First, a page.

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Students’ Design Skills Take on New Dimension
December 21, 2016
Revving Up Skills: Freshman mechanical engineering student John Czarnecki shows off the miniature motorcycle created through SolidWorks design software and 3-D printing technology.
What good is an elaborate widget design if it is can’t be manufactured? That’s the valuable lesson nearly half of first-year engineering students learned last fall while using computer-aided design (CAD) software to create solid models of mechanical parts and personal-interest projects.
Mechanical engineering professor John Mirth revised the institute’s Graphical Communications course to highlight “design intent” concepts. This mindset forces the student to anticipate how their designs will be used and potentially modified by others in order to be produced.
Mechanical engineering, biomedical engineering, engineering physics and physics students were given the task of creating a solid model of a bicycle disk break rotor. The design was graded on its flexibility to change the number of spokes and the pattern of the holes, and the ease in which these changes can be made.
“This is a more difficult challenge than simply creating a solid model of a given part,” says Mirth.
Mechanical engineering professor Rick Stamper, one of five course instructors across the 11 class sections, notes that CAD allows engineers to:
- Showcase creativity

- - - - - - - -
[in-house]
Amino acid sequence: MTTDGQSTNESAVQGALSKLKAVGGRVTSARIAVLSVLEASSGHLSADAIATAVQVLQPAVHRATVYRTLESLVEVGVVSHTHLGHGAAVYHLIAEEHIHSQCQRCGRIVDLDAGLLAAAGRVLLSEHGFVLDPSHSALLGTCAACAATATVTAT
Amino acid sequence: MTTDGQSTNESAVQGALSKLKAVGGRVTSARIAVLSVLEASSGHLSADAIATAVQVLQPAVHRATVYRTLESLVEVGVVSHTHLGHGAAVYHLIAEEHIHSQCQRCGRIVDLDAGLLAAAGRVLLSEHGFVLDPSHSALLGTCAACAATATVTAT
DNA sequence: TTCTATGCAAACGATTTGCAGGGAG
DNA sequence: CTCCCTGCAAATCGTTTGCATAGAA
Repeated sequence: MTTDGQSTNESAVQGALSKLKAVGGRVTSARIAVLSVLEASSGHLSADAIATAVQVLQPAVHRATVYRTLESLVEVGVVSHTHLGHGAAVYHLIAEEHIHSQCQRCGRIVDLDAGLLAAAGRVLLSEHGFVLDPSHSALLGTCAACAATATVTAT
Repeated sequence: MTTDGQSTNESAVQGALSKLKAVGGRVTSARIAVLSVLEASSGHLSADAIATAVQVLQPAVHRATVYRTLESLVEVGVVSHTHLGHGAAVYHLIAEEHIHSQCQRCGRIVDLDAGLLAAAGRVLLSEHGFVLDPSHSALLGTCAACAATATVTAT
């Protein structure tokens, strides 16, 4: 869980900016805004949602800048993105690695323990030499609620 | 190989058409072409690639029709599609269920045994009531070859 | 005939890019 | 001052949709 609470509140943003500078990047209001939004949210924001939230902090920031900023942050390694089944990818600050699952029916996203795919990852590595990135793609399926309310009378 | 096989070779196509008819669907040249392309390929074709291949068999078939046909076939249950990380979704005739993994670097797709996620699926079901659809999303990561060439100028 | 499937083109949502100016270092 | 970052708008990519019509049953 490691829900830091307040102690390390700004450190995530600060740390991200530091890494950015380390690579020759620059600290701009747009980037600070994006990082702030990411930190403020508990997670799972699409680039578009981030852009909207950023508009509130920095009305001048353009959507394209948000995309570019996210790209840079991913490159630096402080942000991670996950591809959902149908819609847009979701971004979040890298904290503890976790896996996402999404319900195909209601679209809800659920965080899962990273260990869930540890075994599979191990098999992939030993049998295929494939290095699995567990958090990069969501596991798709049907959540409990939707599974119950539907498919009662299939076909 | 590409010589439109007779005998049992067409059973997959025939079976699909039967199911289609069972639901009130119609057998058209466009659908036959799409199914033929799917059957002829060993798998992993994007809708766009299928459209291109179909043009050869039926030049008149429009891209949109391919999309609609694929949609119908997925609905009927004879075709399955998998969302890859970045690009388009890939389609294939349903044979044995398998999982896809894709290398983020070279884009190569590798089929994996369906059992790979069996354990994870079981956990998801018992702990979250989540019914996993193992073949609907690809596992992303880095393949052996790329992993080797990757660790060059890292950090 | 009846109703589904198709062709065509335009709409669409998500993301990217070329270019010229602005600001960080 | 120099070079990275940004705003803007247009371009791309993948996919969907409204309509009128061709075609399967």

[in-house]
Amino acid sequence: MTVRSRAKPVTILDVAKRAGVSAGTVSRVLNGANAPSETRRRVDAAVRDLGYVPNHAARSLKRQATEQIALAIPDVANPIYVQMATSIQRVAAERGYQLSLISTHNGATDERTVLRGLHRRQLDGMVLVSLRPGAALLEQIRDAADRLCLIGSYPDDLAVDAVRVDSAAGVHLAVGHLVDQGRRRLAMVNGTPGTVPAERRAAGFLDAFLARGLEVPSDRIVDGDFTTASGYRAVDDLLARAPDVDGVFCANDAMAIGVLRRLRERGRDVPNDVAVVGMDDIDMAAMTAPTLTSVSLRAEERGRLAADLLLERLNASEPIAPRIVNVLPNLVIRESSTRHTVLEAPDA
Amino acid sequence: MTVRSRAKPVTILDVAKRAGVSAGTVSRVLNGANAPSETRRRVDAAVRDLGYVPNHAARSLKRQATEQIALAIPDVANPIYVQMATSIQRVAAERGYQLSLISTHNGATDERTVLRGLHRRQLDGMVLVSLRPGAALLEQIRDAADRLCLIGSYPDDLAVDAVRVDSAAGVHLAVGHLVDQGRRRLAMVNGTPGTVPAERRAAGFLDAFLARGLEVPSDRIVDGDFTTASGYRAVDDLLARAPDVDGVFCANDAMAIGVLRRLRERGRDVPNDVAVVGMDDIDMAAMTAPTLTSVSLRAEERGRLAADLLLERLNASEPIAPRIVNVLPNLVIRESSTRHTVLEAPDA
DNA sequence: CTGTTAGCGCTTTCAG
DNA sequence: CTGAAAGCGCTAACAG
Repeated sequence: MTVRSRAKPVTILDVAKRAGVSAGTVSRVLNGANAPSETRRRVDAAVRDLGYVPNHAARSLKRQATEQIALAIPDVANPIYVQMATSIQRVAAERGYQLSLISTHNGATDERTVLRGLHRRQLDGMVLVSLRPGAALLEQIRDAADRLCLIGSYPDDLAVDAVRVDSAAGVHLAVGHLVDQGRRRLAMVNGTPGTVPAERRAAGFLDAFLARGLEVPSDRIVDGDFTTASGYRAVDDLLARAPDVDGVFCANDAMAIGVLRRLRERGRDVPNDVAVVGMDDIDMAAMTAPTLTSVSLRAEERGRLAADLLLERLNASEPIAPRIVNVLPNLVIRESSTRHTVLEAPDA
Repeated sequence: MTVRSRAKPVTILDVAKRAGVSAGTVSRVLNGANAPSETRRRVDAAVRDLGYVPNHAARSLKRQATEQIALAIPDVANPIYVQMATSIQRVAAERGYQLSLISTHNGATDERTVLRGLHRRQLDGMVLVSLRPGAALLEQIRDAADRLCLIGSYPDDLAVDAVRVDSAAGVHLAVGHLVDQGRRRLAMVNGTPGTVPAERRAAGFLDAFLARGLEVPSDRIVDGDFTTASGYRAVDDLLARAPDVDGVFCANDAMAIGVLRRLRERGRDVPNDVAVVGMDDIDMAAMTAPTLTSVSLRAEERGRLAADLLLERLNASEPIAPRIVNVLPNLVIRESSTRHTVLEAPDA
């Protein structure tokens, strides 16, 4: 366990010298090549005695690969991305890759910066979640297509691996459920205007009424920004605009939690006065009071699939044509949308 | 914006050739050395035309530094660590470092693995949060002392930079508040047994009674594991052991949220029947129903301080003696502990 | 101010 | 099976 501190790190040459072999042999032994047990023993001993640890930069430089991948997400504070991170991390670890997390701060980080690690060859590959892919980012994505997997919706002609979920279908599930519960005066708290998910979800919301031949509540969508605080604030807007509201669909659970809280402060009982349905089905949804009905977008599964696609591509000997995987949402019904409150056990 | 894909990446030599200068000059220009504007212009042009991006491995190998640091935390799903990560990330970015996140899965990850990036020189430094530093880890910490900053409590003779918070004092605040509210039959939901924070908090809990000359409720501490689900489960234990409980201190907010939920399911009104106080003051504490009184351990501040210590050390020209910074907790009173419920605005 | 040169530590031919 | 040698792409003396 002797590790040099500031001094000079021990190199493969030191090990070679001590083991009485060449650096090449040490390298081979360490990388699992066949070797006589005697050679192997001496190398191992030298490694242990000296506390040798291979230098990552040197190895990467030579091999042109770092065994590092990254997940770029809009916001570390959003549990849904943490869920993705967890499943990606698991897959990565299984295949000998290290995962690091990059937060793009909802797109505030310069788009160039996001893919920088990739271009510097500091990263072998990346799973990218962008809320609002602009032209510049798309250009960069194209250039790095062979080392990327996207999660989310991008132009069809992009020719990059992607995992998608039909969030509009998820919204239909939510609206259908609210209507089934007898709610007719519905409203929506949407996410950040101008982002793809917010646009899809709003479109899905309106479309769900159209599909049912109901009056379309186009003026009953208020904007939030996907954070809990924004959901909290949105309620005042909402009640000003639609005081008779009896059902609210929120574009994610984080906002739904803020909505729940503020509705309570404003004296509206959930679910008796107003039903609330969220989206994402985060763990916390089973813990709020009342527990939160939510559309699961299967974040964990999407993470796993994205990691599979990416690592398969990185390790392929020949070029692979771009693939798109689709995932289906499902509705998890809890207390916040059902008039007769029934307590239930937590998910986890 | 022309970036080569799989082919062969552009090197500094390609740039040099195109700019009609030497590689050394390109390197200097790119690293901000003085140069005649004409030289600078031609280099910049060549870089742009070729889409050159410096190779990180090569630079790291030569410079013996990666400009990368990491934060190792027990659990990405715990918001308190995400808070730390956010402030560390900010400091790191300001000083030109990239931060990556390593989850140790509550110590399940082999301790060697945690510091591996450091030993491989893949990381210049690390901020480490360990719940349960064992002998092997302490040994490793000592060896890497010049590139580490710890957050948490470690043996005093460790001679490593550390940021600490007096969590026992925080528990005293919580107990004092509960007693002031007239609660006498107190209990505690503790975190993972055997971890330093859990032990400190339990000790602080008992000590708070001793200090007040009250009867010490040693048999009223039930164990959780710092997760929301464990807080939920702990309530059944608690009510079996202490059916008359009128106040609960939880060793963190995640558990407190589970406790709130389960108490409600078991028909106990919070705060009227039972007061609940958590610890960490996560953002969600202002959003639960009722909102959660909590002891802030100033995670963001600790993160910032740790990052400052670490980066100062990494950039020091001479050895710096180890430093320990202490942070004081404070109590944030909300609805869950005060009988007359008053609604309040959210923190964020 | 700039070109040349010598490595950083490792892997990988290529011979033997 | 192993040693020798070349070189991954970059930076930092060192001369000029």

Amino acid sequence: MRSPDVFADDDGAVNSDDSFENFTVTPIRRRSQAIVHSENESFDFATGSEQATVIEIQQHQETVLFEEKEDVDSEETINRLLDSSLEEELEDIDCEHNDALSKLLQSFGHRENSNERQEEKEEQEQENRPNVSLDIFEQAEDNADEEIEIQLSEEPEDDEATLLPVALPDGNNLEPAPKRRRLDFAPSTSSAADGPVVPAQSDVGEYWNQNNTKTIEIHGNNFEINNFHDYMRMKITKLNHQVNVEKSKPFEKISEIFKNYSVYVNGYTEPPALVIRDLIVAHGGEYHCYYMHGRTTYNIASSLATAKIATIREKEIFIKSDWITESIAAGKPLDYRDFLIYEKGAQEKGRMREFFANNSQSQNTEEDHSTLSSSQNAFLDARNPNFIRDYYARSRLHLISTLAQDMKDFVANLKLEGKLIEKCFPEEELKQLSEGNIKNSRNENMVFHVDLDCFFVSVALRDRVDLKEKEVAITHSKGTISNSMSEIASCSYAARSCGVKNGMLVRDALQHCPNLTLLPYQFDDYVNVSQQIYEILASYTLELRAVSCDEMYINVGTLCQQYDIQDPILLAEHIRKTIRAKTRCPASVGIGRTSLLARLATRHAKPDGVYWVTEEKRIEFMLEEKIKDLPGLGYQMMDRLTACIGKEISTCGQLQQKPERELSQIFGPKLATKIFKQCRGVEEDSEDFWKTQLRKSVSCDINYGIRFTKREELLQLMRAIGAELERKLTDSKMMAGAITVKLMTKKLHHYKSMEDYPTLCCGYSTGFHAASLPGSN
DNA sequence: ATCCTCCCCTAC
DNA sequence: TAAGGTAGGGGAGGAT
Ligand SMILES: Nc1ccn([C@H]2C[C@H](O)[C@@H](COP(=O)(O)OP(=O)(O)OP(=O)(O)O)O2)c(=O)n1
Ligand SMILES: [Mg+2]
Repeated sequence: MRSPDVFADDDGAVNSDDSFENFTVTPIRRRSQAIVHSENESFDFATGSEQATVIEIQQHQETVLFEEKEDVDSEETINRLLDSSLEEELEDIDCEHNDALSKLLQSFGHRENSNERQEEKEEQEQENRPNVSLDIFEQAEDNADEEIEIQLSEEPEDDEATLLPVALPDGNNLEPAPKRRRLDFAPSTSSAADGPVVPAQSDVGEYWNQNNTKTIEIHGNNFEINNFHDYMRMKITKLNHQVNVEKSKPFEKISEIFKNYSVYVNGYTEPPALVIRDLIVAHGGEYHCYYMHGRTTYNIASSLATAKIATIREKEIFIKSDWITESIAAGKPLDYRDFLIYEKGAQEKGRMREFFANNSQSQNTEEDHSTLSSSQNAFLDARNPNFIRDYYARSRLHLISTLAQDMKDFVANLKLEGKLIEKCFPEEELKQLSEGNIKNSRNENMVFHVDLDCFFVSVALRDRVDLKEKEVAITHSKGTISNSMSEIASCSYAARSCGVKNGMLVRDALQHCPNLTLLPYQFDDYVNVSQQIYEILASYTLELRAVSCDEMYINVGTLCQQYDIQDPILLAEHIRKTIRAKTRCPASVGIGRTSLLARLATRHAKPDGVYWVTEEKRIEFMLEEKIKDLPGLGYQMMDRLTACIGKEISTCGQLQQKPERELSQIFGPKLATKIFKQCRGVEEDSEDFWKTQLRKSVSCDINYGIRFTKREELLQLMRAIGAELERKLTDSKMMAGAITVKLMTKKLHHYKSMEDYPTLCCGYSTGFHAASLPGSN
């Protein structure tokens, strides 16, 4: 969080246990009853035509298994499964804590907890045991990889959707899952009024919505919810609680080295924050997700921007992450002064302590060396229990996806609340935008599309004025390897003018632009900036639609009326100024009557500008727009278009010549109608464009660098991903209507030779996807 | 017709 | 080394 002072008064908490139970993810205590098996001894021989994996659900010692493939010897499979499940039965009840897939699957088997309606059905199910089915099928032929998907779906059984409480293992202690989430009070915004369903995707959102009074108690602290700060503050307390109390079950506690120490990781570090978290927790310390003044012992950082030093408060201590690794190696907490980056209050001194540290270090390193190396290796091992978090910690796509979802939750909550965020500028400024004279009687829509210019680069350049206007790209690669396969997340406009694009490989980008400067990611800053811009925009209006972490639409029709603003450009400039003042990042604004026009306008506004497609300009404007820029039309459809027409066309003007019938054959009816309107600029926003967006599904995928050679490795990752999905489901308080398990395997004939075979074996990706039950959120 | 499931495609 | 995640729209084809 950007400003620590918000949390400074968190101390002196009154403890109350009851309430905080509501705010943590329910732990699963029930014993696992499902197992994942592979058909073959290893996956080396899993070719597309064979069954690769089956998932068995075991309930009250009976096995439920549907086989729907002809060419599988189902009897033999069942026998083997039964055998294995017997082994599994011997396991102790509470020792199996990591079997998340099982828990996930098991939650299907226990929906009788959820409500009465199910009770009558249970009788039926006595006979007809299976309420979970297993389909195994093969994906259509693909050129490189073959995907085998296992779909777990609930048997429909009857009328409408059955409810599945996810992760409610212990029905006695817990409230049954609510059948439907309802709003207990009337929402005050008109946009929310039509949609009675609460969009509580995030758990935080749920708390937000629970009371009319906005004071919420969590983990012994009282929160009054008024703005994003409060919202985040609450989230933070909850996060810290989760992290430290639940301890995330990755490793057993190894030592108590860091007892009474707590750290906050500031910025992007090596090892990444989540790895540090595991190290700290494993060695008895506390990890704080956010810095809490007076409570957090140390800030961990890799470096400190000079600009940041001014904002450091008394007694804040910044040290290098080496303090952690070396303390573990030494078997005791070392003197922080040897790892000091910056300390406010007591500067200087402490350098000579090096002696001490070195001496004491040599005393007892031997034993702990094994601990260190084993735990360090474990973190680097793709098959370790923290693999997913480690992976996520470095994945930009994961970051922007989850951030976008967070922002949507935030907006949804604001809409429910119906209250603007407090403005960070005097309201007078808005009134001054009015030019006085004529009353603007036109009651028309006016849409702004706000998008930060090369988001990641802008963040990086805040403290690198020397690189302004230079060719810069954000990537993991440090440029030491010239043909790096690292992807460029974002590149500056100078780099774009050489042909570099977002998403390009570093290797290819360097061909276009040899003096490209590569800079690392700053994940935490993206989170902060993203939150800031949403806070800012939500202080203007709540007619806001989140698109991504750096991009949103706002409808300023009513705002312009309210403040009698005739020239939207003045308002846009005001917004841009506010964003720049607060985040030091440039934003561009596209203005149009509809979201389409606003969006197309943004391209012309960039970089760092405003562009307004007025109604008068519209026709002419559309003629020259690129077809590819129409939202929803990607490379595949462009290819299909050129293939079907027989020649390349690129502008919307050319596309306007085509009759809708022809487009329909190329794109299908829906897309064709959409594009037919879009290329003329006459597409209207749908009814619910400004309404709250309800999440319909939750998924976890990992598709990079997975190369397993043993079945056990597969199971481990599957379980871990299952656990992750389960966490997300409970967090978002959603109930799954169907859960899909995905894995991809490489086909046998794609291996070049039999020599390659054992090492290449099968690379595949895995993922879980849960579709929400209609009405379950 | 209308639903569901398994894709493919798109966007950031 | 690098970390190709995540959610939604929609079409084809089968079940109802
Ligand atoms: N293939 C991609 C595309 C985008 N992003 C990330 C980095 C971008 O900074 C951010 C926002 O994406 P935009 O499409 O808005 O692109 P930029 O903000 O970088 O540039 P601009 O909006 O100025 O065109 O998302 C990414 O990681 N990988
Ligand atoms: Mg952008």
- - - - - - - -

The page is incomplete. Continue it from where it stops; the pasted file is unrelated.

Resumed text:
- Create new and interesting products
- Create models that can be used to simulate a product in a virtual world before you spend the resources to create a physical product
- Create a model that can provide insights into a design
- Create value
Mechanical engineering student John Czarnecki used SolidWorks software to create a scale model of a motorcycle, showcasing the vehicle’s tube frame, wheels and exposed engine. The project required nearly 40 hours of meticulous work on his laptop computer. He used a picture of a custom motorcycle as well as a bare frame to get a basic idea of the shape, components and style to create his own design. Czarnecki modified the frame design four times before being satisfied with the right style.
“I started with the frame to base all the other dimensions and then made the rear wheel and tire, the engine, rear tire cover and seat. Then the front fork, wheel, tire and headlamp came next. I put the gas tank on last. After the shape was finished, I added the visual effects,” he says.
Model Student: Michaela Kivett, a freshman biomedical engineering student, created a scale 3-D model of Rome’s legendary colosseum in a Graphical Communications course.
Meanwhile, biomedical engineering student Michaela Kivett drew from her visit to Rome’s Colosseum to capture details of the legendary amphitheater for her model.
“I picked the Colosseum because the thought of building one of my favorite ancient structures on a computer really intrigued me,” she remarks. “The design was modified along the way due to complications with the design, but in the end it did not deviate greatly from my original plan.”
Other students created 3-D models featuring Star Wars and Harry Potter items, a chessboard and pieces, and a variety of campus buildings.
“I was able to use my creativity and imagination to solve problems and build new things,” Kivett says. “It was a great introduction to my Rose-Hulman career.”
Upper-class students are learning about 3-D additive manufacturing technology (commonly known as 3-D printing) through senior design capstone projects sponsored by GE Appliances. The students are allowed to use the company’s capabilities in their projects; some students taking design courses have toured the firm’s Rapid Prototyping Center facilities. Nick Okruch, a Rose-Hulman alumnus who is the center’s manager, has been a guest campus lecturer on 3-D printing technology.
Also, several of Rose-Hulman’s competition race teams have used SolidWorks software to design parts for vehicles to be used during the 2017 competition season.